Energy management of three-dimensional minimum-time intercept

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Virginia Polytechnic Institute and State University


A real-time computer algorithm to control and optimize aircraft flight profiles is described and applied to a three-dimensional minimum-time intercept mission.

The proposed scheme has roots in two well-known techniques: singular perturbations and neighboring-optimal guidance. Use of singular-perturbation ideas is made in terms of the assumed trajectory-family structure. A heading/energy family of prestored point-mass-model state-Euler solutions is used as the baseline in this scheme. The next step is to generate a near-optimal guidance law that will transfer the aircraft to the vicinity of this reference family. The control commands fed to the autopilot consist of the reference controls plus correction terms which are linear combinations of the altitude and path-angle deviations from reference values, weighted by a set of precalculated gains. In this respect the proposed scheme resembles neighboring-optimal guidance. However, in contrast to the neighboring-optimal guidance scheme, the reference control and state variables as well as the feedback gains are stored as functions of energy and heading in the present approach.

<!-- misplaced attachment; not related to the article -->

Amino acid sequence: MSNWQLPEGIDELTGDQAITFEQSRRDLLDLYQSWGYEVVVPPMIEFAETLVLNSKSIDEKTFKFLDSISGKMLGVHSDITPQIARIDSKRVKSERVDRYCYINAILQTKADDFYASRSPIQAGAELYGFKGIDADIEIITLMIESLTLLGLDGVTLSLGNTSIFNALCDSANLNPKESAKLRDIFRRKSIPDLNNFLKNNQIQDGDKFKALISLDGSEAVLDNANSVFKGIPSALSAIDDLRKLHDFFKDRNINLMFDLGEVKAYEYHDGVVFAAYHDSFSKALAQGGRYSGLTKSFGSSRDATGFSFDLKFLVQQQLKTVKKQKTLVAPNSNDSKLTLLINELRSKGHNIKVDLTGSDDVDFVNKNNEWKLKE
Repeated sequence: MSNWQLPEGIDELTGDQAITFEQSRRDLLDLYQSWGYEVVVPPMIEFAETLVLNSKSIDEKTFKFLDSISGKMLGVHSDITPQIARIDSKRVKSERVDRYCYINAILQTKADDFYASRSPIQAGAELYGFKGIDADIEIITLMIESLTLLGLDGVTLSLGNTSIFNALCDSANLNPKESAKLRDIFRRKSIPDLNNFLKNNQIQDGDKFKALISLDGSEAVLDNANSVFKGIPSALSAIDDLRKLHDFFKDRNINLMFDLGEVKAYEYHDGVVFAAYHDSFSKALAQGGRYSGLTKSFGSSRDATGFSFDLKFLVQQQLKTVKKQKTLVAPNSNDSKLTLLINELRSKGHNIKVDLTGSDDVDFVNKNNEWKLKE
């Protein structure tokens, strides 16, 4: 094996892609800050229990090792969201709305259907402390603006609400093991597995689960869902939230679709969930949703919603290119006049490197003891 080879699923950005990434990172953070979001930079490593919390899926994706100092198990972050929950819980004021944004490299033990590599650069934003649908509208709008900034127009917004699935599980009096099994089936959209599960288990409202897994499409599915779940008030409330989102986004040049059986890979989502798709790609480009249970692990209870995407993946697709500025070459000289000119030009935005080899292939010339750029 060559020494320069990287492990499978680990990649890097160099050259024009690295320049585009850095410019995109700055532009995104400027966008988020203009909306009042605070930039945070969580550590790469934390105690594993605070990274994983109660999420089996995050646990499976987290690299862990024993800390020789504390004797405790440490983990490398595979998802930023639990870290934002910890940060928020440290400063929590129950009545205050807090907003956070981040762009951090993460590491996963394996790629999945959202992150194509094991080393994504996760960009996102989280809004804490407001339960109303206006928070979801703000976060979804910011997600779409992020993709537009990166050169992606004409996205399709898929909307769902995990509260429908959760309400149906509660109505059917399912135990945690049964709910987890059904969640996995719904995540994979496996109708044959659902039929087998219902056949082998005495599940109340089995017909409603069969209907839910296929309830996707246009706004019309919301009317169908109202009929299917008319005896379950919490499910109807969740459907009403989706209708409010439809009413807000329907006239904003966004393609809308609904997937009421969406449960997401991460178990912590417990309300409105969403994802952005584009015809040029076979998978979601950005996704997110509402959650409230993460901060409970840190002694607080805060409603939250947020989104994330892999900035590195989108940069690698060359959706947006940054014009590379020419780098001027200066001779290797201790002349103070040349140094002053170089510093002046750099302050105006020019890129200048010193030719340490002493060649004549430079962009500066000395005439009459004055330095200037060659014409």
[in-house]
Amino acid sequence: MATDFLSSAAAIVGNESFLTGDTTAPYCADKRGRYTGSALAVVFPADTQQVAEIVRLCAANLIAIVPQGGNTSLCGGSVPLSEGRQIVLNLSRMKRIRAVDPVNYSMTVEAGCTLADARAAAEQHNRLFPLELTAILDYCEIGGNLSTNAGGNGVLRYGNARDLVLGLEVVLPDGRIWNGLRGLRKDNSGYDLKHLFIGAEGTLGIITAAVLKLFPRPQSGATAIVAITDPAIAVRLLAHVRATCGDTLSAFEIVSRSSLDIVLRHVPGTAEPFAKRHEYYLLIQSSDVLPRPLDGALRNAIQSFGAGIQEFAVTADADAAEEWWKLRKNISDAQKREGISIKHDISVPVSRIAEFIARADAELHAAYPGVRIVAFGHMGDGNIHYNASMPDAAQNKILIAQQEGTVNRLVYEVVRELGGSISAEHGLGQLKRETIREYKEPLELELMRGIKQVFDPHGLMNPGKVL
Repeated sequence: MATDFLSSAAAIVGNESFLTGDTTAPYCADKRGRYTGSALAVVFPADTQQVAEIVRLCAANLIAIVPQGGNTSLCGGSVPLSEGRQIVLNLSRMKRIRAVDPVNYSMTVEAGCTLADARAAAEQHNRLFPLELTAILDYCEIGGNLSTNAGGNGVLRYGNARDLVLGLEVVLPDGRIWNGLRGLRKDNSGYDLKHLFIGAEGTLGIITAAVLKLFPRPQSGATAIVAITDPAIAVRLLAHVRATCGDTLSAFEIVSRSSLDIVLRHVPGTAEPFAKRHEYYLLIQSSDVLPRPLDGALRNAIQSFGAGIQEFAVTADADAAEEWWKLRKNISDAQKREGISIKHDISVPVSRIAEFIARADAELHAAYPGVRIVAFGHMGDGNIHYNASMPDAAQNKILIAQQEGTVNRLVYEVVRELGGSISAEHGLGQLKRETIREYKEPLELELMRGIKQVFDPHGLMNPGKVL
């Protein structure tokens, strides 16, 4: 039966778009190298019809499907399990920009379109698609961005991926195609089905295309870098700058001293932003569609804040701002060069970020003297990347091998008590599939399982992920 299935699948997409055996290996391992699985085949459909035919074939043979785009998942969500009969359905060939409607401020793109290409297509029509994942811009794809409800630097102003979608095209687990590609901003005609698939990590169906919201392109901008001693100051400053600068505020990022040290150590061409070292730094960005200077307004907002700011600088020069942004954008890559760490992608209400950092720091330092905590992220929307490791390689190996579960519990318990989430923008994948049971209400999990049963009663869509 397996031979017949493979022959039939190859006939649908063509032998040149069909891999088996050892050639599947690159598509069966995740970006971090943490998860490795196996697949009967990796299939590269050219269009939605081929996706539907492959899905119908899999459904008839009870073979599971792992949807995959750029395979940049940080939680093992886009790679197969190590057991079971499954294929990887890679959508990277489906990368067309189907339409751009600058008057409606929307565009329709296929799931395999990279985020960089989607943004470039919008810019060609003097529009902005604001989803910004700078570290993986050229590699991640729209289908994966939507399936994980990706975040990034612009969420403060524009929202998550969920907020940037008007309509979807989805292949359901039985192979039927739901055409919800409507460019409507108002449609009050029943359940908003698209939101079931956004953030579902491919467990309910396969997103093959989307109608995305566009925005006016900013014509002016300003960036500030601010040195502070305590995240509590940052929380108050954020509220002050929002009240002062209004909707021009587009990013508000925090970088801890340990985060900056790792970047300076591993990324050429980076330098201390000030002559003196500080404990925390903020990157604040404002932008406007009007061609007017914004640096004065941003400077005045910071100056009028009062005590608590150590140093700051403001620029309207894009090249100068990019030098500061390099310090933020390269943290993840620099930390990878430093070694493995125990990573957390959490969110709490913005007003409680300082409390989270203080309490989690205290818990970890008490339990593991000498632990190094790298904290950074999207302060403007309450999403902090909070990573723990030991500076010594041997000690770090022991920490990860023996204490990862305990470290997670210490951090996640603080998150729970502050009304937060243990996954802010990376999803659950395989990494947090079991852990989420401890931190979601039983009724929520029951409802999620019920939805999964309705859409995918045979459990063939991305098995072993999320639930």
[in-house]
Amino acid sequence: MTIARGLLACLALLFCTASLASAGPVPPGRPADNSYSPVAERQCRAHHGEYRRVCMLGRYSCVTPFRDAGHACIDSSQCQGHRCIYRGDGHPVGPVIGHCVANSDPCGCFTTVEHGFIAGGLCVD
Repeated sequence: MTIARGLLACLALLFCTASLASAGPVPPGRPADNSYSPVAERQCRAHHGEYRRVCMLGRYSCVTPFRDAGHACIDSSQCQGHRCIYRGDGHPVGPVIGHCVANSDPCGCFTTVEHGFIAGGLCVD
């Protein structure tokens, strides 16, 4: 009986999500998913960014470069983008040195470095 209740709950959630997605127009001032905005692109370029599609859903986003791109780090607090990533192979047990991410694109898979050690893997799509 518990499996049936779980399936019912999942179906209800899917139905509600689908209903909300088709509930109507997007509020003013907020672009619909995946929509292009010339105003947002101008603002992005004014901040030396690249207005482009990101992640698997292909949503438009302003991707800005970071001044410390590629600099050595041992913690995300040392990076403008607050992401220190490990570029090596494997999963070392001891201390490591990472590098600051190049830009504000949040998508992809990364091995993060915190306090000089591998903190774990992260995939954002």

A detailed description of the feedback laws and of some of the mathematical tools used to construct the controller is presented. The construction of the feedback laws requires a substantial preflight computational effort, but the computation times for on-board execution of the feedback laws are very modest. Other issues relating to practical implementation are addressed as well.

Numerical examples, comparing open-loop optimal and approximate feedback solutions for a sample high-performance fighter, illustrate the attractiveness of the guidance scheme. Optimal three-dimensional flight in the presence of a terrain limit is studied in some detail.